In our modern world, we see the wide dissemination of yoga, primarily as a means of gaining some measure of control over the body, through the postures developed and taught under the rubric of ‘hatha yoga’. In many instances, teachers of hatha yoga have taken the step of teaching their students about breathing techniques, called ‘pranayama’, as well as various forms of meditation, chanting and devotional singing. Hatha yoga is taught as a means to obtain health, fitness, wellness, and flexibility of the body and potentially as a way to address stress, insomnia, and lack of peace in the mind. The focus is primarily therefore on the effect that these practices can have on the outer life and the individual’s ability to optimize that life.

If we look back, however, to the historical practice of yoga, we see a quite different picture. Numerous specific paths and practices of yoga developed, many of which were directed at gaining an ability to understand the action of consciousness, and learning to separate one’s true self from the ever-changing surface personality that represents how most people view themselves. Raja Yoga systematically developed a science of quieting the mental noise and focusing the power of concentration. The triple paths (Knowledge, Devotion, Works) of yoga each respectively took up a specific aspect of the human instrument and utilized it to transcend the external ego-personality. This reveals the deeper truths that stand behind the human being, and moves yoga from its focus on the external being and its well-being, to a new focus on understanding and enhancing the power of consciousness in the individual’s life, and thereby enlarging the being and shifting the standpoint to that of the Divine.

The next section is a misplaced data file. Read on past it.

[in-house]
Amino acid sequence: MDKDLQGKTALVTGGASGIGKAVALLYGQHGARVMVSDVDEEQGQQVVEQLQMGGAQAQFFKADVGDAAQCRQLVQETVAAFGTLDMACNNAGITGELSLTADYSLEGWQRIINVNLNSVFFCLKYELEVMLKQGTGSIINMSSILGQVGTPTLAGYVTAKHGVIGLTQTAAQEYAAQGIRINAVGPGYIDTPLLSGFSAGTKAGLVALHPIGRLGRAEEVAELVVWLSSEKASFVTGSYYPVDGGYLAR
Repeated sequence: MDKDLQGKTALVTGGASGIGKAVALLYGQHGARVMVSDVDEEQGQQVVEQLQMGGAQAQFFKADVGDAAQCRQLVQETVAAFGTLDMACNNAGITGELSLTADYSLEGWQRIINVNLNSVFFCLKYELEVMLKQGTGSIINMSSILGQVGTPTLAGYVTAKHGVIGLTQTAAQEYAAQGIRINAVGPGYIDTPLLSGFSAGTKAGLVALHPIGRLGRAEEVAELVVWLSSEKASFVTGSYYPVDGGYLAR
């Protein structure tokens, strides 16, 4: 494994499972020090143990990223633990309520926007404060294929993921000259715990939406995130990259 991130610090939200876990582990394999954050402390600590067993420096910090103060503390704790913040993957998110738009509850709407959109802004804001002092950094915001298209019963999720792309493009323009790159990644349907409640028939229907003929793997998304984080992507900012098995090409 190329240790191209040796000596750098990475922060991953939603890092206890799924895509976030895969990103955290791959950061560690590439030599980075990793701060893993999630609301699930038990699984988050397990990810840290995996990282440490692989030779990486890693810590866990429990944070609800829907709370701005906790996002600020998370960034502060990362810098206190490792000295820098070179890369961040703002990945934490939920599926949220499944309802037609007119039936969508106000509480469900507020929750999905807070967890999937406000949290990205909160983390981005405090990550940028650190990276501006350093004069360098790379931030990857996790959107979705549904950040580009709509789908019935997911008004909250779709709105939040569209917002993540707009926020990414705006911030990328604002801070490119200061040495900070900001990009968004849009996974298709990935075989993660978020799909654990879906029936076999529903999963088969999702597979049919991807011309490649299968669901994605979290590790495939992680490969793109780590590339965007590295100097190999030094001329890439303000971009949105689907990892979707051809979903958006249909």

Dr. Dalal writes: “Yoga is generally associated with certain set practices such as postures, breathing exercises, meditation and the like. In addition, yoga is understood as consisting in certain rules and norms pertaining to aspects of one’s outer life, such as diet, habits and acts of conduct. However, as taught by Sri Aurobindo, yoga consists essentially in inner psychological work aimed at the change and transformation of consciousness. As he states: ‘Yoga is nothing but practical psychology’; … the whole method of Yoga is psychological; it might almost be termed the consummate practice of a perfect psychological knowledge.’ “

“This book, meant primarily for the general spiritual seeker rather than for the practitioner of Sri Aurobindo’s Integral Yoga, deals only with the initial and preliminary steps towards the radical change of consciousness aimed at by the Integral Yoga. These initial tasks of psychospiritual growth consist in: emerging progressively from the unconscious state in which one is more or less a fused part of the collective mass rather than an independent individual who is ‘a truly mental man who thinks for himself, is free from all outer influences, who has an individuality, who exists, has his reality’; developing an increasing understanding of oneself by becoming more and more conscious of one’s being in all its complexity in order to discern the springs of one’s actions arising from the different parts of one’s being so as to be able to exercise self-control and attain self-mastery; bringing harmony and order among the diverse parts of one’s being which normally are in a state of conflict and disorder; discovering one’s true self and unifying one’s being — which is normally characterised by division and disunity — by organising all other selves around the true self.”

Sri Aurobindo and the Mother, Our Many Selves: Practical Yogic Psychology, Preface, pp. ix-x

Author's Bio: 

Santosh has been studying Sri Aurobindo's writings since 1971 and has a daily blog at and podcast at He is author of 17 books and is editor-in-chief at Lotus Press. He is president of Institute for Wholistic Education, a non-profit focused on integrating spirituality into daily life.